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Finance Bulletin, September 2009
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California labor markets and residential real estate markets brought mostly good news in July. Although the State’s unemployment rate rose, the number of jobs lost was the smallest in 11 months. Existing home prices rose for the fifth consecutive month.
- With only two major industry sectors adding jobs, California lost 35,800 nonfarm jobs in July. However, this was the smallest month-over-month loss since August 2008.
- Leisure and hospitality added 2,400 jobs; and professional and business services gained 500. The small natural resources and mining sector held steady in July.
- Eight industry sectors lost jobs in July. Trade, transportation, and utilities lost 15,900 jobs; construction, 10,700; educational and health services, 3,300; manufacturing, 2,500; other services, 2,400; information, 2,100; government, 1,500; financial activities, 300.
- Nonfarm payroll employment fell by 760,200 from July 2008 to July 2009, a 5.1-percent loss. Educational and health services was the only sector to gain jobs over the year (17,900).
- Over the year, employment fell by 196,600 in trade, transportation, and utilities; 144,500 in construction; 132,000 in professional and business services; 124,400 in manufacturing; 62,100 in leisure and hospitality; 44,300 in financial activities; 30,200 in information; 23,700 in government; 18,600 in other services; and 1,700 in natural resources and mining.
- Since the national recession began in December 2007, California has lost 939,700 industry jobs.
- The state’s unemployment rate rose to 11.9 percent in July. The number of people unemployed in California was 2,187,000 – up 33,000 over the month, and up 840,100 compared with July of last year.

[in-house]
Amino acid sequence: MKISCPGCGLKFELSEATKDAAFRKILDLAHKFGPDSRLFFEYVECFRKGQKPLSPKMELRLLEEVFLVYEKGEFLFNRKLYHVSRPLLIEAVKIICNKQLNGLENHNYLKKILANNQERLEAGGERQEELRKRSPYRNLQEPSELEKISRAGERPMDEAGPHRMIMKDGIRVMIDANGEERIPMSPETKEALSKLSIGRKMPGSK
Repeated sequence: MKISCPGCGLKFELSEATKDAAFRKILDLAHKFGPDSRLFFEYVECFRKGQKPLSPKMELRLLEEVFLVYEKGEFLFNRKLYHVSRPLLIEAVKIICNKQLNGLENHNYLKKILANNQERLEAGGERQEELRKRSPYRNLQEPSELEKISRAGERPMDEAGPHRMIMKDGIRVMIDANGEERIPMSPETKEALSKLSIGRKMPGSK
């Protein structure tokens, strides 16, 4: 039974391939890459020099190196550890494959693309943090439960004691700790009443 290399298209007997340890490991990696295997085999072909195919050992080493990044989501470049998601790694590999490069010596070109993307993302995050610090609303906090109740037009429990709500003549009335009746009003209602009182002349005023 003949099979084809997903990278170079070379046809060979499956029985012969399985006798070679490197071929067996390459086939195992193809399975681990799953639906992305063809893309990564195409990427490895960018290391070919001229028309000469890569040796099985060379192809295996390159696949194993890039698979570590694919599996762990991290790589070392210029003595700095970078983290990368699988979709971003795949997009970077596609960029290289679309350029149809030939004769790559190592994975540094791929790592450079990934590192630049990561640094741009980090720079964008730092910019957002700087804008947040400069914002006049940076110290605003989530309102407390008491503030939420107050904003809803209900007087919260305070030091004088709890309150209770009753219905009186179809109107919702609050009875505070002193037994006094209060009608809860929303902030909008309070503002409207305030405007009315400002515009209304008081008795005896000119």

- Residential permits were issued at a seasonally adjusted annual rate of 32,500 units, down over 50 percent from a year earlier. Single-family permits were down 38.3 percent, while multi-family permitting was down 64.6 percent. New home permitting during the first seven months of 2009 was down 51.5 percent from the same months of 2008.
- Nonresidential construction permitting fell 50 percent in July from a year earlier. For the first seven months of 2009 as a whole, nonresidential permitting was down 48 percent from the same months of 2008.
- Real estate markets continued to show signs of bottoming out in July. Sales of existing, single-family detached homes totaled 554,000 units at a seasonally adjusted annualized rate, a 12-percent improvement from a year earlier. The median price of existing, single-family homes sold in July was $285,500, down 19.6 percent from a year earlier. This did, though, mark the fifth consecutive month-over-month increase in the median sales price.
- The unsold inventory index inched down to 3.9 months. The median number of days needed to sell a home fell to 39.9 days, a 16.5-percent improvement from a year earlier.
Monthly Cash Report